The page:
Predictors of treatment response to cognitive-behavioral therapy for depression in Parkinson's disease.
ABSTRACT The purpose of this study was to examine predictors of treatment response to cognitive-behavioral therapy (CBT) for depression in Parkinson's disease (PD).
The sample comprised 80 depressed (DSM-IV criteria) adults with PD (60% male) and their caregivers who participated in an National Institutes of Health-sponsored randomized-controlled trial of CBT vs. clinical monitoring from April 2007 until July 2010. Individually administered CBT was provided to people with PD for 10 weeks, modified to address the unique needs of the medical population, and supplemented with up to 4 separate caregiver educational sessions. Treatment response was defined a priori as a rating of depression much improved or very much improved on the Clinical Global Impression-Improvement Scale or ≥ 50% reduction in the baseline Hamilton Depression Rating Scale score. It was hypothesized (a priori) that caregiver participation in treatment, motor disability, psychiatric comorbidity, and executive functioning would be significant predictors of response to CBT at end-of-treatment (Week 10) and short-term follow-up (Week 14).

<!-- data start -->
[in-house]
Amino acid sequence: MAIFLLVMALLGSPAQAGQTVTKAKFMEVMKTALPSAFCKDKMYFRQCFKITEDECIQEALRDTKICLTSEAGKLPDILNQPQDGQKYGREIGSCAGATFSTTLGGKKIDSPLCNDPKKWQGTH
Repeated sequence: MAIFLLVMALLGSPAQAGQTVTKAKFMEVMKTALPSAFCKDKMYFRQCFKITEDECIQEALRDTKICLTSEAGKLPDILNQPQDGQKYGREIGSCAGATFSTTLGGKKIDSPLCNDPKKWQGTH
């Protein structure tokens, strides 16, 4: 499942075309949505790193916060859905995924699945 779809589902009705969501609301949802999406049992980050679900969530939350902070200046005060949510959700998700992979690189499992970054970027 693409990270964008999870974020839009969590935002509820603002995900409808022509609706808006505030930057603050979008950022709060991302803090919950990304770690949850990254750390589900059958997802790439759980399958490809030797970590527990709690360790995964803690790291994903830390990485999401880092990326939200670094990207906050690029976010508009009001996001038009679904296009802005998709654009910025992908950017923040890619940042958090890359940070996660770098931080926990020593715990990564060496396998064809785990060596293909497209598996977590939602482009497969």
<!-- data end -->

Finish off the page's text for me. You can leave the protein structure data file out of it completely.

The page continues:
At Week 10, caregiver participation was the only significant predictor of treatment response in the CBT group. At Week 14, both caregiver participation and executive functioning predicted response to CBT. Treatment group, baseline depression severity, executive functioning, motor disability, psychiatric comorbidity, marital status, and caregiver burden were also related to change in depression scores, for all participants, in secondary and exploratory models.
Caregiver participation may enhance acute treatment response to psychosocial interventions for depression in PD. Further research is needed to extend and replicate these findings.